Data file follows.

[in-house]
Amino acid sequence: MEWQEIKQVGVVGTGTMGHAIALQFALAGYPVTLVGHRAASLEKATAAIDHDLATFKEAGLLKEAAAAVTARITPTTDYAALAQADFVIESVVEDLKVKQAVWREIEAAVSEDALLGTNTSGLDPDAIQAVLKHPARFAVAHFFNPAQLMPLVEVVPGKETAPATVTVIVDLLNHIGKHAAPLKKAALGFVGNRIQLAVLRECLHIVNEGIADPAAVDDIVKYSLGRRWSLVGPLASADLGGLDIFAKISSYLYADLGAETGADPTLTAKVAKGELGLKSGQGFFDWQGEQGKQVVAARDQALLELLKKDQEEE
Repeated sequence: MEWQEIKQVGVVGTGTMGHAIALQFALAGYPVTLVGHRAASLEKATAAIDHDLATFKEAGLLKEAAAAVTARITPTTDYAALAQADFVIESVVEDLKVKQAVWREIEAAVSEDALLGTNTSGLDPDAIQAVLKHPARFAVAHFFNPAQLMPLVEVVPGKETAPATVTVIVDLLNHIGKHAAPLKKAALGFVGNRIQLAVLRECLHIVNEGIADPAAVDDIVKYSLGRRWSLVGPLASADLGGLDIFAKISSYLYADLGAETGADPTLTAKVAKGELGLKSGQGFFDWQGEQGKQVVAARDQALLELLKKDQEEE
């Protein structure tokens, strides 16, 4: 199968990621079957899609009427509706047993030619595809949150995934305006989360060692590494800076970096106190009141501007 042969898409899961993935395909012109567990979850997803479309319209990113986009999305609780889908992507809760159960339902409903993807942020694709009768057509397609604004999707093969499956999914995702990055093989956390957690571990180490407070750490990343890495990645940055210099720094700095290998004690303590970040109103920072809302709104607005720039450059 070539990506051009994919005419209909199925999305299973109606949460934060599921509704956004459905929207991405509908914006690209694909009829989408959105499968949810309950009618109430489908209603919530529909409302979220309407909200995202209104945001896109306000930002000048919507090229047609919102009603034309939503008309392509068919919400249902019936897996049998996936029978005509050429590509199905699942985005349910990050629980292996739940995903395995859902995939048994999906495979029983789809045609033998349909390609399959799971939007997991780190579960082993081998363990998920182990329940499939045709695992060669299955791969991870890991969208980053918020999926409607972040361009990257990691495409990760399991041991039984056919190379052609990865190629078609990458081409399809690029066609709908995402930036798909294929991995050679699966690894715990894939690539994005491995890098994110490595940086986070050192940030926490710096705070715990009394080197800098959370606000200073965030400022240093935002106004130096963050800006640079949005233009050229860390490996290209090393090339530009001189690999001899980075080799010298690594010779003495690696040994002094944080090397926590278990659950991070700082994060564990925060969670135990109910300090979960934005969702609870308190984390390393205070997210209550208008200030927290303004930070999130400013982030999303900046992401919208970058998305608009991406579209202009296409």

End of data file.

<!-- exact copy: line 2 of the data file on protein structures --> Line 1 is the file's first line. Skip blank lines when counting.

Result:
Amino acid sequence: MEWQEIKQVGVVGTGTMGHAIALQFALAGYPVTLVGHRAASLEKATAAIDHDLATFKEAGLLKEAAAAVTARITPTTDYAALAQADFVIESVVEDLKVKQAVWREIEAAVSEDALLGTNTSGLDPDAIQAVLKHPARFAVAHFFNPAQLMPLVEVVPGKETAPATVTVIVDLLNHIGKHAAPLKKAALGFVGNRIQLAVLRECLHIVNEGIADPAAVDDIVKYSLGRRWSLVGPLASADLGGLDIFAKISSYLYADLGAETGADPTLTAKVAKGELGLKSGQGFFDWQGEQGKQVVAARDQALLELLKKDQEEE